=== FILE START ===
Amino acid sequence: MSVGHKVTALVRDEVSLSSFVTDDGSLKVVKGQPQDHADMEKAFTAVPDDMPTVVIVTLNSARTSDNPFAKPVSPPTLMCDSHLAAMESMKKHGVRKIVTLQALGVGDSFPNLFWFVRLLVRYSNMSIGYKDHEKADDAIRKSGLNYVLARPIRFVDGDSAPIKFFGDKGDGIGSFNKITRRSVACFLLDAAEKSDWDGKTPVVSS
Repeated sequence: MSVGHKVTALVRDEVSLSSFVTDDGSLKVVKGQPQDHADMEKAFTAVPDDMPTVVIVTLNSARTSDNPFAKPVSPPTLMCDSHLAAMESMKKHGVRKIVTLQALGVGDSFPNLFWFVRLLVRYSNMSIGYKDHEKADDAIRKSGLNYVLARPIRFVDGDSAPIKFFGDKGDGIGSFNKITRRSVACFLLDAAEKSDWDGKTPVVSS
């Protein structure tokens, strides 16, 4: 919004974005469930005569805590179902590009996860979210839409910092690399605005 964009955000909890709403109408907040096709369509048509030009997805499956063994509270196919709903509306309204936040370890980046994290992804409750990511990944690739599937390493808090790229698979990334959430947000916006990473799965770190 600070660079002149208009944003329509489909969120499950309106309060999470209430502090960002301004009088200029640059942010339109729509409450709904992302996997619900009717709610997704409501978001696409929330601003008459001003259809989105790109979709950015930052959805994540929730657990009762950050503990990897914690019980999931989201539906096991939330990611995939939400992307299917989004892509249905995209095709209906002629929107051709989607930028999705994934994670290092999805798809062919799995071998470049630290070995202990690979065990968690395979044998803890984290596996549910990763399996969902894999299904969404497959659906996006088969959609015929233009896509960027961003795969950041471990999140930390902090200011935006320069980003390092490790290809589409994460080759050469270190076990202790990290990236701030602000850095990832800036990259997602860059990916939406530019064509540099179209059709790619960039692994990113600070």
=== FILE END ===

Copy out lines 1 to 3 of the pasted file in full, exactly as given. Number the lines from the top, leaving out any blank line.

Amino acid sequence: MSVGHKVTALVRDEVSLSSFVTDDGSLKVVKGQPQDHADMEKAFTAVPDDMPTVVIVTLNSARTSDNPFAKPVSPPTLMCDSHLAAMESMKKHGVRKIVTLQALGVGDSFPNLFWFVRLLVRYSNMSIGYKDHEKADDAIRKSGLNYVLARPIRFVDGDSAPIKFFGDKGDGIGSFNKITRRSVACFLLDAAEKSDWDGKTPVVSS
Repeated sequence: MSVGHKVTALVRDEVSLSSFVTDDGSLKVVKGQPQDHADMEKAFTAVPDDMPTVVIVTLNSARTSDNPFAKPVSPPTLMCDSHLAAMESMKKHGVRKIVTLQALGVGDSFPNLFWFVRLLVRYSNMSIGYKDHEKADDAIRKSGLNYVLARPIRFVDGDSAPIKFFGDKGDGIGSFNKITRRSVACFLLDAAEKSDWDGKTPVVSS
């Protein structure tokens, strides 16, 4: 919004974005469930005569805590179902590009996860979210839409910092690399605005 964009955000909890709403109408907040096709369509048509030009997805499956063994509270196919709903509306309204936040370890980046994290992804409750990511990944690739599937390493808090790229698979990334959430947000916006990473799965770190 600070660079002149208009944003329509489909969120499950309106309060999470209430502090960002301004009088200029640059942010339109729509409450709904992302996997619900009717709610997704409501978001696409929330601003008459001003259809989105790109979709950015930052959805994540929730657990009762950050503990990897914690019980999931989201539906096991939330990611995939939400992307299917989004892509249905995209095709209906002629929107051709989607930028999705994934994670290092999805798809062919799995071998470049630290070995202990690979065990968690395979044998803890984290596996549910990763399996969902894999299904969404497959659906996006088969959609015929233009896509960027961003795969950041471990999140930390902090200011935006320069980003390092490790290809589409994460080759050469270190076990202790990290990236701030602000850095990832800036990259997602860059990916939406530019064509540099179209059709790619960039692994990113600070």